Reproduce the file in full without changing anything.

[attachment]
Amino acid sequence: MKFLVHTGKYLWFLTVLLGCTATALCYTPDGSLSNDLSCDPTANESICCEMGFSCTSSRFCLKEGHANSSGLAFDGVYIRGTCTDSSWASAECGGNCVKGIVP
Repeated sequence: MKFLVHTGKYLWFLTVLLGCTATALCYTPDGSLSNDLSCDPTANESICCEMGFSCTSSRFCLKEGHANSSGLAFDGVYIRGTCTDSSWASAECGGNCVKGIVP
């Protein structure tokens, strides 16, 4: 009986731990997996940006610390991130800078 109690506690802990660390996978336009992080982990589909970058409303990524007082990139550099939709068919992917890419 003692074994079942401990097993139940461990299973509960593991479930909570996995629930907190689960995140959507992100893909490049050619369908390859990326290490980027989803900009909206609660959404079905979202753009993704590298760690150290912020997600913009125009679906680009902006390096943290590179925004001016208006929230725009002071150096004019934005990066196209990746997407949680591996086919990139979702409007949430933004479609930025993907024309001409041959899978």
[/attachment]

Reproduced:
Amino acid sequence: MKFLVHTGKYLWFLTVLLGCTATALCYTPDGSLSNDLSCDPTANESICCEMGFSCTSSRFCLKEGHANSSGLAFDGVYIRGTCTDSSWASAECGGNCVKGIVP
Repeated sequence: MKFLVHTGKYLWFLTVLLGCTATALCYTPDGSLSNDLSCDPTANESICCEMGFSCTSSRFCLKEGHANSSGLAFDGVYIRGTCTDSSWASAECGGNCVKGIVP
């Protein structure tokens, strides 16, 4: 009986731990997996940006610390991130800078 109690506690802990660390996978336009992080982990589909970058409303990524007082990139550099939709068919992917890419 003692074994079942401990097993139940461990299973509960593991479930909570996995629930907190689960995140959507992100893909490049050619369908390859990326290490980027989803900009909206609660959404079905979202753009993704590298760690150290912020997600913009125009679906680009902006390096943290590179925004001016208006929230725009002071150096004019934005990066196209990746997407949680591996086919990139979702409007949430933004479609930025993907024309001409041959899978």